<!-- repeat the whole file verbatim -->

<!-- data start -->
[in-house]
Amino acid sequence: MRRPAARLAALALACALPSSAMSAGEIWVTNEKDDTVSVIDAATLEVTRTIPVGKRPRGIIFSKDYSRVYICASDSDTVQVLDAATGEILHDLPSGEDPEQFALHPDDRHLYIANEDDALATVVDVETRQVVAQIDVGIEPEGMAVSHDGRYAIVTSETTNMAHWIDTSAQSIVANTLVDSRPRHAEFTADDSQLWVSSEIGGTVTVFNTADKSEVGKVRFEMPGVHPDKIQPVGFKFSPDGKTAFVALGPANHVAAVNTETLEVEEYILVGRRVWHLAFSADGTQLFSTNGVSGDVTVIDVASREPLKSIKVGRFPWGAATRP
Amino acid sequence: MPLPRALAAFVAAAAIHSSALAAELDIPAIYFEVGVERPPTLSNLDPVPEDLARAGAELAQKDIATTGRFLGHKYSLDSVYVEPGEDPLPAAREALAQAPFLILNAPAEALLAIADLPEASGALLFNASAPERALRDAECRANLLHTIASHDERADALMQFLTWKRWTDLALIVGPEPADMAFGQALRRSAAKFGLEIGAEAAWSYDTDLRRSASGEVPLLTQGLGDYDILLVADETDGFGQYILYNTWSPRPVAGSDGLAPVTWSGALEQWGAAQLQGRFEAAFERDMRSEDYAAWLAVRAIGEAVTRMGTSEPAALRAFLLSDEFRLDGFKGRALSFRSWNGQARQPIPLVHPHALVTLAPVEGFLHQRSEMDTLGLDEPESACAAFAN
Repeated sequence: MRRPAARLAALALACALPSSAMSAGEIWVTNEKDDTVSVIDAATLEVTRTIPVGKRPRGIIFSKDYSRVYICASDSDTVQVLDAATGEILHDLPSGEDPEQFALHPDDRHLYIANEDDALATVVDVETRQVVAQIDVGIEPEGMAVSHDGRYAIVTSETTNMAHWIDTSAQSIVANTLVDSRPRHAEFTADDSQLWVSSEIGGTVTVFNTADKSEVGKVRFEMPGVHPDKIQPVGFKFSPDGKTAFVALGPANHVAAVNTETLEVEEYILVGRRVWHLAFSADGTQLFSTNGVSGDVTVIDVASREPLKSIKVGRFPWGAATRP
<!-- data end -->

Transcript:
[in-house]
Amino acid sequence: MRRPAARLAALALACALPSSAMSAGEIWVTNEKDDTVSVIDAATLEVTRTIPVGKRPRGIIFSKDYSRVYICASDSDTVQVLDAATGEILHDLPSGEDPEQFALHPDDRHLYIANEDDALATVVDVETRQVVAQIDVGIEPEGMAVSHDGRYAIVTSETTNMAHWIDTSAQSIVANTLVDSRPRHAEFTADDSQLWVSSEIGGTVTVFNTADKSEVGKVRFEMPGVHPDKIQPVGFKFSPDGKTAFVALGPANHVAAVNTETLEVEEYILVGRRVWHLAFSADGTQLFSTNGVSGDVTVIDVASREPLKSIKVGRFPWGAATRP
Amino acid sequence: MPLPRALAAFVAAAAIHSSALAAELDIPAIYFEVGVERPPTLSNLDPVPEDLARAGAELAQKDIATTGRFLGHKYSLDSVYVEPGEDPLPAAREALAQAPFLILNAPAEALLAIADLPEASGALLFNASAPERALRDAECRANLLHTIASHDERADALMQFLTWKRWTDLALIVGPEPADMAFGQALRRSAAKFGLEIGAEAAWSYDTDLRRSASGEVPLLTQGLGDYDILLVADETDGFGQYILYNTWSPRPVAGSDGLAPVTWSGALEQWGAAQLQGRFEAAFERDMRSEDYAAWLAVRAIGEAVTRMGTSEPAALRAFLLSDEFRLDGFKGRALSFRSWNGQARQPIPLVHPHALVTLAPVEGFLHQRSEMDTLGLDEPESACAAFAN
Repeated sequence: MRRPAARLAALALACALPSSAMSAGEIWVTNEKDDTVSVIDAATLEVTRTIPVGKRPRGIIFSKDYSRVYICASDSDTVQVLDAATGEILHDLPSGEDPEQFALHPDDRHLYIANEDDALATVVDVETRQVVAQIDVGIEPEGMAVSHDGRYAIVTSETTNMAHWIDTSAQSIVANTLVDSRPRHAEFTADDSQLWVSSEIGGTVTVFNTADKSEVGKVRFEMPGVHPDKIQPVGFKFSPDGKTAFVALGPANHVAAVNTETLEVEEYILVGRRVWHLAFSADGTQLFSTNGVSGDVTVIDVASREPLKSIKVGRFPWGAATRP